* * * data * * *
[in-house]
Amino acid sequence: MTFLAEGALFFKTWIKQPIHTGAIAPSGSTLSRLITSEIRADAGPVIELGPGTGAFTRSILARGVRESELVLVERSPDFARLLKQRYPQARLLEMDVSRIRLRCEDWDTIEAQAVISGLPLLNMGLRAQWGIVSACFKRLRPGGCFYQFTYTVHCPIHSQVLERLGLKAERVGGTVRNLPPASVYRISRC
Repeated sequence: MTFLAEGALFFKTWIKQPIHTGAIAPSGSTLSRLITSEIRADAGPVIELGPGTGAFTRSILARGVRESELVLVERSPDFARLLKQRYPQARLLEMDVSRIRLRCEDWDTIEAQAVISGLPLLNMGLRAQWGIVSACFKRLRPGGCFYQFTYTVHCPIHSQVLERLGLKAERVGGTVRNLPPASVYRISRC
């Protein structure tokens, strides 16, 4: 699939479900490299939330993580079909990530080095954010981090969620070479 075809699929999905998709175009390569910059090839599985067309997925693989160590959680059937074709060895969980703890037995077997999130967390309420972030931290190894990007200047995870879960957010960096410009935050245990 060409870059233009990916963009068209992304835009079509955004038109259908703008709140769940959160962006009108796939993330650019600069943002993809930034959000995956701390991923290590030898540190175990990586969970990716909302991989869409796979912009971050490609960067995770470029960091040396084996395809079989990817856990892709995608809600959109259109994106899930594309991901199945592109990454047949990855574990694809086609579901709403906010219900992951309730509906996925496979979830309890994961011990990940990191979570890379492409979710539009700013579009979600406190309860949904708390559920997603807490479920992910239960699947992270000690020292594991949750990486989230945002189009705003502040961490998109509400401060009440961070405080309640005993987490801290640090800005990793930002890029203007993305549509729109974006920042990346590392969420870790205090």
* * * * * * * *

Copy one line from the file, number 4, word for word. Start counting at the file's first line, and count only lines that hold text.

């Protein structure tokens, strides 16, 4: 699939479900490299939330993580079909990530080095954010981090969620070479 075809699929999905998709175009390569910059090839599985067309997925693989160590959680059937074709060895969980703890037995077997999130967390309420972030931290190894990007200047995870879960957010960096410009935050245990 060409870059233009990916963009068209992304835009079509955004038109259908703008709140769940959160962006009108796939993330650019600069943002993809930034959000995956701390991923290590030898540190175990990586969970990716909302991989869409796979912009971050490609960067995770470029960091040396084996395809079989990817856990892709995608809600959109259109994106899930594309991901199945592109990454047949990855574990694809086609579901709403906010219900992951309730509906996925496979979830309890994961011990990940990191979570890379492409979710539009700013579009979600406190309860949904708390559920997603807490479920992910239960699947992270000690020292594991949750990486989230945002189009705003502040961490998109509400401060009440961070405080309640005993987490801290640090800005990793930002890029203007993305549509729109974006920042990346590392969420870790205090």